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Arch Pathol Lab Med. 1993 Nov;117(11):1115-20.

Detection of Epstein-Barr virus in human tissues by molecular genetic techniques.

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Department of Pathology, University of Texas Health Science Center at San Antonio 78284-7750.


In the past few years, there has been an explosion of new data on the association of Epstein-Barr virus (EBV) with human disease. Many of these discoveries have come as a direct result of the application of DNA technology. The nucleic acid hybridization techniques most commonly used to detect EBV in human tissues include Southern blot analysis, in situ hybridization to viral DNA or RNA, and polymerase chain reaction. An advantage of Southern blotting is the ability to distinguish latent from infectious EBV and to determine the clonality of infected tumors with respect to the structure of the viral terminal repeat sequences. In situ hybridization has the advantage of precise localization of the virus in infected tissues or tumors. Polymerase chain reaction is exquisitely sensitive in detecting viral DNA, perhaps too sensitive for disease-specific purposes given the ubiquitous nature of EBV. Each of these molecular genetic methods of EBV analysis is currently used in research laboratories, while some methods have found their way into routine diagnostic pathology because they are faster, more sensitive, or more informative than previous assays.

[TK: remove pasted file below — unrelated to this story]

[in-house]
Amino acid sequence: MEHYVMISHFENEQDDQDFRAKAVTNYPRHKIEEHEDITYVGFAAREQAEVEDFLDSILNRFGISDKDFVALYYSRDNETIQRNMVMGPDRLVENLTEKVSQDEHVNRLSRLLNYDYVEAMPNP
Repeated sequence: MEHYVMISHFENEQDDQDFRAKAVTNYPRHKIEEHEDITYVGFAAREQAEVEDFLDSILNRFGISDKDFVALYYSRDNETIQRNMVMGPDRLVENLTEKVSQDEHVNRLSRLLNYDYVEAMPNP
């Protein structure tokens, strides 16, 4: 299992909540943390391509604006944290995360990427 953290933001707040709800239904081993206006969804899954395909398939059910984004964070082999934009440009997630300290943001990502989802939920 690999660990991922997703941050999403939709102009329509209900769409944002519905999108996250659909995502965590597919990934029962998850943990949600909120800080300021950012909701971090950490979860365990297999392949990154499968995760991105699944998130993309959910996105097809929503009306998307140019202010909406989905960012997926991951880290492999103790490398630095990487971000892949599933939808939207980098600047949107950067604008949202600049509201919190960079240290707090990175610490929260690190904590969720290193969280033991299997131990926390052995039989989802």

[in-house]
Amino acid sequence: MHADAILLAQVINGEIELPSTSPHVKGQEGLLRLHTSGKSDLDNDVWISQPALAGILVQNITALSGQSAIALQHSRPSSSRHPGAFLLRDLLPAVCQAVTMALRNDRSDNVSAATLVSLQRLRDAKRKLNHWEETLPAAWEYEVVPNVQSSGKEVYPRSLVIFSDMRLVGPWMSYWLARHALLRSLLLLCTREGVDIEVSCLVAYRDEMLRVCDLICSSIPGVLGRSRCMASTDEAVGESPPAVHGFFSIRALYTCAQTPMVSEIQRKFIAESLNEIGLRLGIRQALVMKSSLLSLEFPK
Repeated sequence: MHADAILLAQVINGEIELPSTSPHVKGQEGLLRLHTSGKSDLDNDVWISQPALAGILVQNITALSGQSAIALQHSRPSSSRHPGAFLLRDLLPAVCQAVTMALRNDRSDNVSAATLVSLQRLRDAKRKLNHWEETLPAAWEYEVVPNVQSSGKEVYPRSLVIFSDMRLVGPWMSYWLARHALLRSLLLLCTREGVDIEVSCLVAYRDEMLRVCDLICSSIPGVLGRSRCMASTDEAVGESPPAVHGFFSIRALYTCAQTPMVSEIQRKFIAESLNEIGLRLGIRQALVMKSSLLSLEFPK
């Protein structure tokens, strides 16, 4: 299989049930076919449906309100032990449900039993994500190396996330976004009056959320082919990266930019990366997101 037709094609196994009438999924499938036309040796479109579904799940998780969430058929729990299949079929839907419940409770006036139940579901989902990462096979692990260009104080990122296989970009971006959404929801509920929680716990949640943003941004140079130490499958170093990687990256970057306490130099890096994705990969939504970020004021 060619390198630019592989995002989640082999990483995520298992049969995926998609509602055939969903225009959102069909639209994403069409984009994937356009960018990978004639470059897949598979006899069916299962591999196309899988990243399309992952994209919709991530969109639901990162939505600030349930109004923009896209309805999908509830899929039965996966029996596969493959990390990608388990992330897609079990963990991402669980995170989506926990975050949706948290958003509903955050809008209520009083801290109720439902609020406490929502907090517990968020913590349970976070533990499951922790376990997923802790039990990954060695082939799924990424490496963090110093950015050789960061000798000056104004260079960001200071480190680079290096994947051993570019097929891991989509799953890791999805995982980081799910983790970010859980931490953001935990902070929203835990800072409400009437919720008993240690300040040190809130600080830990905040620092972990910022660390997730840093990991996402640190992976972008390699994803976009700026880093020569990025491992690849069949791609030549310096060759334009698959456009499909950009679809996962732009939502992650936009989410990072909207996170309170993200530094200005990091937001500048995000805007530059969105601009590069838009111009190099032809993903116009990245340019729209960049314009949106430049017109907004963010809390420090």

[Indexed for MEDLINE]

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